Ethical considerations for evaluation research
Introducing ethics applications
It is most likely that any program evaluation that you undertake as a service provider will be subject to an ethical review process.
Although a little daunting, going through the ethics application process and receiving this ethical clearance provides welcome reassurance that the proposed project meets the ethical standards outlined in the National Statement on Ethical Conduct in Research Involving Humans.
It is important to allow sufficient time for the preparation of the relevant ethics application and accompanying documentation, keeping in mind that unless your project is low-risk and qualifies for an expedited review, submission of your material is likely to be required some time prior to the scheduled Ethics Committee meeting.
Documentation accompanying your application may include data collection tools (survey instruments or interview schedules) as well as information sheets about the research, consent forms and protocols for researcher personal safety or for negotiating consent with potentially vulnerable participants.
Seeking informed consent
Your ethics application should demonstrate that potential evaluation participants will be provided with information about the evaluation in an accessible, plain language format. Participants must be allowed sufficient time to consider the information and raise any queries before deciding on their involvement in the research. This information may include:
- the purpose of the research;
- details of any funding and/or commissioning stakeholders;
- information about the nature and duration of participant involvement;
- information about how the data will be used, stored and who will have access to it; and
- the measures in place to safeguard the anonymity, confidentiality and privacy of participants.
An important aspect of participant consent is the absence of any pressure to participate. It is important for researchers to make clear to participants that participation is voluntary and that they are free to withdraw from the research at any time without consequence.2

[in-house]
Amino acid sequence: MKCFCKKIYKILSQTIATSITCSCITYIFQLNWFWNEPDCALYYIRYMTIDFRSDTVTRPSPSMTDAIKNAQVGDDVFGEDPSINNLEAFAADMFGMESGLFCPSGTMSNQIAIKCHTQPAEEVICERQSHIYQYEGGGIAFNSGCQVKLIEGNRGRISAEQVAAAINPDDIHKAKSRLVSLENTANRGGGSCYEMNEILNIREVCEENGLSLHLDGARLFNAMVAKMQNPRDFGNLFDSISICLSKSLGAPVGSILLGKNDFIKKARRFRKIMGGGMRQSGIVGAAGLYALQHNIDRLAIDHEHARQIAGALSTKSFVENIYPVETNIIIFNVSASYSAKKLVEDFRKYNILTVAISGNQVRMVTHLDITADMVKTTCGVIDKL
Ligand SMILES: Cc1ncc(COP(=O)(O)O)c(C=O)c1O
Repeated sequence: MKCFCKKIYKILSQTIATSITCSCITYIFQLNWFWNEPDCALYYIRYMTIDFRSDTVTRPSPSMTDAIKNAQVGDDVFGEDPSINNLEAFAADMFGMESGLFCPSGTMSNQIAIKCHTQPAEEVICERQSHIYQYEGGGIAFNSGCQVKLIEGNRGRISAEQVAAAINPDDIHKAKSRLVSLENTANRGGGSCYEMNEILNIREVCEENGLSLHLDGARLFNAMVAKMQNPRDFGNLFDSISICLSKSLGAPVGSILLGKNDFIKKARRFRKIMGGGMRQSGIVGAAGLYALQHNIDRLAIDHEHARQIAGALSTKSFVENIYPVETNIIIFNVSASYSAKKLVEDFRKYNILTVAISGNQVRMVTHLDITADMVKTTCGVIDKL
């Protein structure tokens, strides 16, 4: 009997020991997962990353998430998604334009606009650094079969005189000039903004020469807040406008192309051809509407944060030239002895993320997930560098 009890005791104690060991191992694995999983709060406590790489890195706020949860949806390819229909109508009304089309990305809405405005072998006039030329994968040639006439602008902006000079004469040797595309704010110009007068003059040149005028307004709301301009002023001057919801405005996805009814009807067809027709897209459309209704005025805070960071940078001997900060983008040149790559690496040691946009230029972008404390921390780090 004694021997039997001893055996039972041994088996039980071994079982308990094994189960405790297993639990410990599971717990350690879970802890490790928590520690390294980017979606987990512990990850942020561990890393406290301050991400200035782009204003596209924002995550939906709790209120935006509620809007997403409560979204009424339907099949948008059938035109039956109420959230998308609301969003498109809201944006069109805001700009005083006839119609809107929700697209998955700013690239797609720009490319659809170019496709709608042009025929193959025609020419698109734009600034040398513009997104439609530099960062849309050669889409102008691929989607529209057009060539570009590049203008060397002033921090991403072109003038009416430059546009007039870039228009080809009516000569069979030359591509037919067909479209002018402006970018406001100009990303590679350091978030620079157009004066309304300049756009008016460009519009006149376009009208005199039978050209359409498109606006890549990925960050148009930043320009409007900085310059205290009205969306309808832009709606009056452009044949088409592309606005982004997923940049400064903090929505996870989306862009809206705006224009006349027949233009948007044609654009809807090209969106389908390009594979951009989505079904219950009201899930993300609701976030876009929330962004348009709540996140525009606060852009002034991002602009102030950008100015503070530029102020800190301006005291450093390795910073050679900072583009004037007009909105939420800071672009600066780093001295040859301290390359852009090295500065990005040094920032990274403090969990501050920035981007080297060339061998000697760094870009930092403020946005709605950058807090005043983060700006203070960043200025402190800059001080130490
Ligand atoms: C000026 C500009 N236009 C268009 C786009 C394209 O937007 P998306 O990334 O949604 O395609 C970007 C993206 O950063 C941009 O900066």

Measures to confirm a participant’s ongoing consent may be required where the data collection occurs over an extended period or where the participant becomes distressed. If participants are to be drawn from a dependent population (for example, recipients of the program services subject to the evaluation), providing opportunities for their refusal to participate and for their withdrawal from the research is a key ethical consideration.
Seeking agreement to participate from children and young people requires particular attention. Children and young people must be provided with an age-appropriate information sheet. Verifying that children or young people are fully informed about the research and are participating of their own volition can be challenging.
Having a protocol in place that involves the researcher engaging in a relaxed discussion that covers the content of the information sheet and confirms the child’s willingness to participate at a point in time sufficiently prior to their involvement in the research is one possible safeguard.
Providing avenues for support following participation
Engaging in evaluation research (for example, in the context of service provision in the field of family violence) may give rise to participant distress. In these circumstances it is prudent to have protocols in place outlining the steps that will be taken to alleviate distress and to refer participants to appropriate support services; a measure that is likely to be required by the ethics committee prior to clearance.
Smith, A. B., Taylor, N., & Gallop, M. (Eds.), (2000). Children’s voices: Research, policy and practice. Auckland: Pearson Education New Zealand.
Squirrell, G. (2012). Evaluation in Action – Theory and practice for effective evaluation. Dorset: Russell House Publishing.
2. In the case of survey data collection on an anonymous basis, the withdrawal of consent would apply at any time prior to completion and submission of their survey.